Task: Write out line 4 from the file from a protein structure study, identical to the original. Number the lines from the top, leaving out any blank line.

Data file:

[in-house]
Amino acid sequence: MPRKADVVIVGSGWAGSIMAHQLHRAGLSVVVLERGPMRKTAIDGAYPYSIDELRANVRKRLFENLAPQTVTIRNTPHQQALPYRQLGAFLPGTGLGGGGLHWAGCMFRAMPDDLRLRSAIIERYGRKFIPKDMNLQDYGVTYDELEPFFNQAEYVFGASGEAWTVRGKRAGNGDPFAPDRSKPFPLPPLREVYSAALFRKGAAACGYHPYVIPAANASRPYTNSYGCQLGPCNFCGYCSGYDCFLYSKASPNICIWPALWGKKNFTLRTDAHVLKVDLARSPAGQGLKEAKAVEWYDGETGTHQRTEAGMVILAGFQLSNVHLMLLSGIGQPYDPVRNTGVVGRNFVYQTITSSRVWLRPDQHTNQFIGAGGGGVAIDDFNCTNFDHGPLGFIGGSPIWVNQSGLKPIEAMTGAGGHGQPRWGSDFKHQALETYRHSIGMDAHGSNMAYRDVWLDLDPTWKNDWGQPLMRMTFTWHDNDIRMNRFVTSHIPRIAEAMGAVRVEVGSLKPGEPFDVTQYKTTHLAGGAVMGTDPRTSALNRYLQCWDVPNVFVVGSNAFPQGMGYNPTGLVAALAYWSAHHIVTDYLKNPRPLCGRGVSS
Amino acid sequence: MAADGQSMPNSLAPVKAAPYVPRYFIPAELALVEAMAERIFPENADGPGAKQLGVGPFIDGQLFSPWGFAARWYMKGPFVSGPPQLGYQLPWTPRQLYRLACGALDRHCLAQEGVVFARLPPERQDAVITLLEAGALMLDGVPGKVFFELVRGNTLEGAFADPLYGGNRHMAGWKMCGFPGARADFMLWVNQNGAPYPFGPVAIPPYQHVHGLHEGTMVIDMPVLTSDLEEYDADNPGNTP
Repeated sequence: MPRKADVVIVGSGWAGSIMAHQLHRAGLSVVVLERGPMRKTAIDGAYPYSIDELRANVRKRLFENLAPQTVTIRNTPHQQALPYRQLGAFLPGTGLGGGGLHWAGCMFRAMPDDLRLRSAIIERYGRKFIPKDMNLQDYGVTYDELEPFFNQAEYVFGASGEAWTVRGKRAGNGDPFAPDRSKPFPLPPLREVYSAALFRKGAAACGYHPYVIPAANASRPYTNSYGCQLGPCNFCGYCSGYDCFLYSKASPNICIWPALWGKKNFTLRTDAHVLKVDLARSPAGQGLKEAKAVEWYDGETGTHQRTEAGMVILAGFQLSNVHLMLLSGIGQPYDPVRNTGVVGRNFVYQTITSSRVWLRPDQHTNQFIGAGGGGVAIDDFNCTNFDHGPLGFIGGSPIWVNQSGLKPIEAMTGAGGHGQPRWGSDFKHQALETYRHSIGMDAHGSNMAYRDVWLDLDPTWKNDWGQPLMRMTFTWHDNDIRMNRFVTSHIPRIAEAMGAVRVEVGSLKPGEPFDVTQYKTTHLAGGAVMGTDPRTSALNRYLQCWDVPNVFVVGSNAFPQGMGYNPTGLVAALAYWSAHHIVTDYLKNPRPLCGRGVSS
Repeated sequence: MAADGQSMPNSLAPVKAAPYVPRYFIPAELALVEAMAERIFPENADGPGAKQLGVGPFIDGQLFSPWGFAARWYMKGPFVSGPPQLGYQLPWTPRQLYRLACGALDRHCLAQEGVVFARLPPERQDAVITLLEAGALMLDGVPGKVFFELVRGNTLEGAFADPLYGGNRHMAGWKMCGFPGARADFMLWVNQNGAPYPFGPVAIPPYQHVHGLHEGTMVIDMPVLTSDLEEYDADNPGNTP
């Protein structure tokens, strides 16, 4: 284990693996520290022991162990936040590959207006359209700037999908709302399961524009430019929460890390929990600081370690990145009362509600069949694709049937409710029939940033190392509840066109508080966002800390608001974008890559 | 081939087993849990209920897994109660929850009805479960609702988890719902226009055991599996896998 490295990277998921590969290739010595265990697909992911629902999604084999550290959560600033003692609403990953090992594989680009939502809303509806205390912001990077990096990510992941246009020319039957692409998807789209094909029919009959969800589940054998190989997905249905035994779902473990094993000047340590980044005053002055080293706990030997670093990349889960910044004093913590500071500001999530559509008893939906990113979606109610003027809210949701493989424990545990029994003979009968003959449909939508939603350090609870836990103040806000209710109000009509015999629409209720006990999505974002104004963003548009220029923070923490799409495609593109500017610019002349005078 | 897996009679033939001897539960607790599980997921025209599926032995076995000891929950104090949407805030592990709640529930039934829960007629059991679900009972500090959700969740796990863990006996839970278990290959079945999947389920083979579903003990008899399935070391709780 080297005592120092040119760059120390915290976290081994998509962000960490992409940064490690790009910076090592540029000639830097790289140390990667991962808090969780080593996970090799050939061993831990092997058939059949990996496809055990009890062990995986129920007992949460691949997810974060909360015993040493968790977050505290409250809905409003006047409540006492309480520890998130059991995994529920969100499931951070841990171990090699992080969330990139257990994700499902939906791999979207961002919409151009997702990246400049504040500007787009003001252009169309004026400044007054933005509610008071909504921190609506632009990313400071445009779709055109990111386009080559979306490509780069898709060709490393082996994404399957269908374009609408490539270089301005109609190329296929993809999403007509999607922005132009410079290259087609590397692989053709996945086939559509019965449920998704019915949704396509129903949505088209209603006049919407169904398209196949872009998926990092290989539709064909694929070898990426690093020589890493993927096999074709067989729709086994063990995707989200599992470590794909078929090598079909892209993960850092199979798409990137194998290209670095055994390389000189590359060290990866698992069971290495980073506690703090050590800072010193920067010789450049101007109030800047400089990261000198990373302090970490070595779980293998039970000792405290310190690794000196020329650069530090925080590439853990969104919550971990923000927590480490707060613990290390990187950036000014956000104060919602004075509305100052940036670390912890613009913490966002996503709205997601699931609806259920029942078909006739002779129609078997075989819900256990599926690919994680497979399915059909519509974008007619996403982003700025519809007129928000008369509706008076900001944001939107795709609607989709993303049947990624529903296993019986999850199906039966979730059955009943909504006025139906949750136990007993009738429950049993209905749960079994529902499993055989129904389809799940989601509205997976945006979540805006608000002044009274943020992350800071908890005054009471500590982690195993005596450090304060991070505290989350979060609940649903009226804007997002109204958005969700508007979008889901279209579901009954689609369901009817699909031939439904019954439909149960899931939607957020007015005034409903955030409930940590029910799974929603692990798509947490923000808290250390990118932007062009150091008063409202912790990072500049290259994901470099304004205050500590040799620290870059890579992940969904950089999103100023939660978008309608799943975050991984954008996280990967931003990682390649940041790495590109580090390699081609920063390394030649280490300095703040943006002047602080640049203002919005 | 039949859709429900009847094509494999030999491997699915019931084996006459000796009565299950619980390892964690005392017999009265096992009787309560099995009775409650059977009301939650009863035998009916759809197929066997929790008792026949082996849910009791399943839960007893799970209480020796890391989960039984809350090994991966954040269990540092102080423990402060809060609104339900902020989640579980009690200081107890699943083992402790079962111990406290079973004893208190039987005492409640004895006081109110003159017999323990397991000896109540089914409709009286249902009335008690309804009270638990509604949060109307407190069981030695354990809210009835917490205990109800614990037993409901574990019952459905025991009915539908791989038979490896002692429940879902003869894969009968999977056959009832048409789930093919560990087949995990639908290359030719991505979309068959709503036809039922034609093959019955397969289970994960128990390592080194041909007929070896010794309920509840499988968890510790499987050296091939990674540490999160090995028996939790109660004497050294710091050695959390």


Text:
Repeated sequence: MPRKADVVIVGSGWAGSIMAHQLHRAGLSVVVLERGPMRKTAIDGAYPYSIDELRANVRKRLFENLAPQTVTIRNTPHQQALPYRQLGAFLPGTGLGGGGLHWAGCMFRAMPDDLRLRSAIIERYGRKFIPKDMNLQDYGVTYDELEPFFNQAEYVFGASGEAWTVRGKRAGNGDPFAPDRSKPFPLPPLREVYSAALFRKGAAACGYHPYVIPAANASRPYTNSYGCQLGPCNFCGYCSGYDCFLYSKASPNICIWPALWGKKNFTLRTDAHVLKVDLARSPAGQGLKEAKAVEWYDGETGTHQRTEAGMVILAGFQLSNVHLMLLSGIGQPYDPVRNTGVVGRNFVYQTITSSRVWLRPDQHTNQFIGAGGGGVAIDDFNCTNFDHGPLGFIGGSPIWVNQSGLKPIEAMTGAGGHGQPRWGSDFKHQALETYRHSIGMDAHGSNMAYRDVWLDLDPTWKNDWGQPLMRMTFTWHDNDIRMNRFVTSHIPRIAEAMGAVRVEVGSLKPGEPFDVTQYKTTHLAGGAVMGTDPRTSALNRYLQCWDVPNVFVVGSNAFPQGMGYNPTGLVAALAYWSAHHIVTDYLKNPRPLCGRGVSS